“You are never as good as your best bird I.D. And you are never as bad as your worst mistake.” – Greg Miller
I have a confession to make. In a recent post, MIA: Winter in Wisconsin, I made a wrong ID on a relatively common bird. While the non-birders out there will just shrug it off and move on, really not knowing the difference, us birders take it much more personally. Any birder worth their weight in feathers strives to make accurate IDs and when we make a mistake, whether it be in the field with a group of our peers, on social media while weighing in on an ID, or posting it on a blog, there is a sense of failure and humiliation. Thankfully we can take solace in one key fact – everyone, let me repeat, EVERYONE who birds makes mistakes!
“Mistakes are still humiliating. But I realize now that most of the embarrassment merely comes from me focusing on myself and what I think other people are thinking about me. ” – Greg Miller
In his excellent post On Making Missteaks, Greg Miller discusses a situation where he mis-ID’d a Canada Goose, and a decoy Canada Goose at that, for a Blue-winged Teal. Greg is no slouch of a birder either – he is a birding tour leader, lecturer, and lifelong birder – his name is recognizable by most birders as the character played by Jack Black in the movie The Big Year. When I make a gaff like my recent one, I like to re-read Greg’s article and remind myself that these things happen, they are part of birding, and inevitably it will happen again.
“If you are at a place where you never make mistakes then you are at a bad place. If you really do know it all, then you have nothing left to learn. And that is a sad place to be.” – Greg Miller
I know I’m more disappointed with my mistake than anyone else. It’s a mistake made on a bird I should know inside-and-out. To make matters worse, it was basically a stationary bird on open water, within 20 yards, and one which I could have watched and studied for an hour. My mistake was identifying a female Red-breasted Merganser as a female Common Merganser. I’m not going to get into my reasoning behind it – to me those are just excuses to try and justify my error. Instead, when I make a mistake I want to figure out what went wrong in order to learn from it. I like to believe what we do after we make a mistake is what’s important. There is a vast gulf between shrugging off a mistake and saying “Next time I’ll be more careful, it was just a one-off and I don’t usually make those errors” and someone who takes a more critical approach to see not only where they went wrong, but what they can do differently in the future to learn from and ensure it doesn’t happen again.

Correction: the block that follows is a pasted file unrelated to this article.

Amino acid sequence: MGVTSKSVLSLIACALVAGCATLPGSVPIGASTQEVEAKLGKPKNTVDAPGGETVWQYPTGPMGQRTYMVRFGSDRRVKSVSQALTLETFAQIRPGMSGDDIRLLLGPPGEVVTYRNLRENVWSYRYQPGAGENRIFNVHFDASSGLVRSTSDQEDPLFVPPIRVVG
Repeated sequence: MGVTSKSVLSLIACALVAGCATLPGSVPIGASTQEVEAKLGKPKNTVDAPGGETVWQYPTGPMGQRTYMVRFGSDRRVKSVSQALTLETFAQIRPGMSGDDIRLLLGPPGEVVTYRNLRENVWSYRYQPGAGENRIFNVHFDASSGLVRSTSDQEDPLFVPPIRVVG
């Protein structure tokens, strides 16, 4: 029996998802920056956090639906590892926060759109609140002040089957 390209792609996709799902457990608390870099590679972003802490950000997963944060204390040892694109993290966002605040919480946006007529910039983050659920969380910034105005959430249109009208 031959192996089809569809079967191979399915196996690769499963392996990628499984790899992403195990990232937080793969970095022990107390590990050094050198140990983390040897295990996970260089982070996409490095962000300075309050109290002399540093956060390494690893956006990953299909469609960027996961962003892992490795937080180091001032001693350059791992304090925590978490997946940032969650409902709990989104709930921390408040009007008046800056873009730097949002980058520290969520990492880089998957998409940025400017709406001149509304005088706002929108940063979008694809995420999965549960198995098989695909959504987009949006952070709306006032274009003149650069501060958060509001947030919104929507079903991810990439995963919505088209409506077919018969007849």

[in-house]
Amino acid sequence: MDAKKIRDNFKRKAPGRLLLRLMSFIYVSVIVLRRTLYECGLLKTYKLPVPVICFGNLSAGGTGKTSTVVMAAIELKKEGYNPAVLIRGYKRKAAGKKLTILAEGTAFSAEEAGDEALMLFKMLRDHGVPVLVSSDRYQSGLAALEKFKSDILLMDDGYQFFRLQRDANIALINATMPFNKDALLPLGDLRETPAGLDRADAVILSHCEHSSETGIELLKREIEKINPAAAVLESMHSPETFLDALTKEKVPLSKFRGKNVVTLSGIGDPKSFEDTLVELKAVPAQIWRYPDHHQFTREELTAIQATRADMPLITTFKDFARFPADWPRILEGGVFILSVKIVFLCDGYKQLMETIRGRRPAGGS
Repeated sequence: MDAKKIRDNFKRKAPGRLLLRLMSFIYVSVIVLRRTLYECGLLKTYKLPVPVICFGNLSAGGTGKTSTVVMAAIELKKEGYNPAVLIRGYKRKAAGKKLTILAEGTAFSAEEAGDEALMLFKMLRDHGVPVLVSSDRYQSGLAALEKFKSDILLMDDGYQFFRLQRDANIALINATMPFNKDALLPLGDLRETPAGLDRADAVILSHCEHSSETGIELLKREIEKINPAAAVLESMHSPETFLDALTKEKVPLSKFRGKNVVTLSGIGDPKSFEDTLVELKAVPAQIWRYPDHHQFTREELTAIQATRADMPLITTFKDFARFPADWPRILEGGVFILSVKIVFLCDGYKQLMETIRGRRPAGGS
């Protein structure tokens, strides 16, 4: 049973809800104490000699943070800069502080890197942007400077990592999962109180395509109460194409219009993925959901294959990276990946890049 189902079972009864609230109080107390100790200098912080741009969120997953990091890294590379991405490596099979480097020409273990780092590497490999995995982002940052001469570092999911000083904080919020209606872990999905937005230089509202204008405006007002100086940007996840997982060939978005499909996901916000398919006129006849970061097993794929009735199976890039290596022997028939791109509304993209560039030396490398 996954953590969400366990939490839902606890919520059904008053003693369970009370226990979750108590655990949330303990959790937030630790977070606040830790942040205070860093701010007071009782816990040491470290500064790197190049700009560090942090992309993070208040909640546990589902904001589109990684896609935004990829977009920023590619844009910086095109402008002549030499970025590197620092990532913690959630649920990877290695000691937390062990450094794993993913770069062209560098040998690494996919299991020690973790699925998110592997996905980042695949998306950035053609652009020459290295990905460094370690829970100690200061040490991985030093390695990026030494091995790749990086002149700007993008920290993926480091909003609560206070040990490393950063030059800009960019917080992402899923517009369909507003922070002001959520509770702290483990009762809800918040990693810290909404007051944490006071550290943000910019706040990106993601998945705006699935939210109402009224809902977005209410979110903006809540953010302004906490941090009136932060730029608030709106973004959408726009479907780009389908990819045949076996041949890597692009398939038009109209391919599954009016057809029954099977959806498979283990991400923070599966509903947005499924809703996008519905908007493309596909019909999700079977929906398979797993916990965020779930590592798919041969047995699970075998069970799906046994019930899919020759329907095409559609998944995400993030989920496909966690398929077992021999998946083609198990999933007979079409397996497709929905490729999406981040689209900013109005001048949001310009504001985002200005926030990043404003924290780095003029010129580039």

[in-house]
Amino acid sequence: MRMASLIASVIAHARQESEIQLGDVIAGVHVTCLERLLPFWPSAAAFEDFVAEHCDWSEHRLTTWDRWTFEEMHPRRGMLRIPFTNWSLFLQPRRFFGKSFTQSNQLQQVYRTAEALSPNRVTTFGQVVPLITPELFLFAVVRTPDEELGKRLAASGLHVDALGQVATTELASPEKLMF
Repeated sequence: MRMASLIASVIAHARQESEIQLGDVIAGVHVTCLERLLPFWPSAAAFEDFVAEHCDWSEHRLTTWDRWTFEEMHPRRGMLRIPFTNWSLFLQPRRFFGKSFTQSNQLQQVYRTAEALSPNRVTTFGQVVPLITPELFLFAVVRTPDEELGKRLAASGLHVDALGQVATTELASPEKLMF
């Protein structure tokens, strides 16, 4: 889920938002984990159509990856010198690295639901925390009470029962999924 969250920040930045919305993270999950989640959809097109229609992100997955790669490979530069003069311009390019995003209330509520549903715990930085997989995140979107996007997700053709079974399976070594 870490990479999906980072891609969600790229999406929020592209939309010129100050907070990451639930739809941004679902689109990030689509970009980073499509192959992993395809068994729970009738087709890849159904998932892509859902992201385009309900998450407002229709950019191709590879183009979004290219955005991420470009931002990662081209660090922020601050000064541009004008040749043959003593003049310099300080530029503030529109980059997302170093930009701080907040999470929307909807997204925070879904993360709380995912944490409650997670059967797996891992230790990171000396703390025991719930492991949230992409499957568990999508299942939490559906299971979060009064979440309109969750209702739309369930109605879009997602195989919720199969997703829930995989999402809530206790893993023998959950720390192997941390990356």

So what did I learn from my mistake?
- Don’t make assumptions. This is birding 101, but I dismissed other species of merganser since the Commons are in the area in the largest numbers. I took it for granted and didn’t really look at the bird.
- Spend more time watching the birds and less time worrying about getting the perfect photo. I readily admit I spent more time with my camera to my eyes than my bins. To a birder this can be one drawback to a camera. On the plus size, without having the photographic documentation I wouldn’t have realized I made a mistake and would have missed out on this learning opportunity.
- Moving to fast. I easily could have spent more time watching the birds here; instead I wanted to get onto the next locale and see what else I could find.
- And finally, not scrutinizing the photos once I got home. My mistaken ID should have jumped right out, but I had already made up my mind about what species I had. And this leads to perhaps the most important lesson:
- Question everything.
“What does define you is your resiliency—your ability to bounce back.” – Greg Miller
I made a mistake, I spent some time figuring out why I made the mistake, and now I want to remedy it – to make sure I don’t make that mistake again in the future. Don’t get me wrong – I’m sure in the future I’m going to rush from bird to bird, make some assumptions, or not spend enough time really watching the birds. My goal is to make sure I do those less and less and instead spend more time focusing on the birds. This action plan I’ll put into effect this weekend when I serve my self-inflicted punishment – spending quality time with both the female Common and Red-breasted Mergansers so a mistake like this won’t happen again. Spending time bird – it’s the best punishment I can think of to dole out to myself! Bird It Up!
“No new challenges are without mistakes along the way. But no great achievement ever occurred without a good challenge (AND mistakes). Now, instead of beating yourself up on your latest mistake(s), try swallowing some pride, learn what you need to, and then pat yourself on the back for at least trying to make a difference. ” – Greg Miller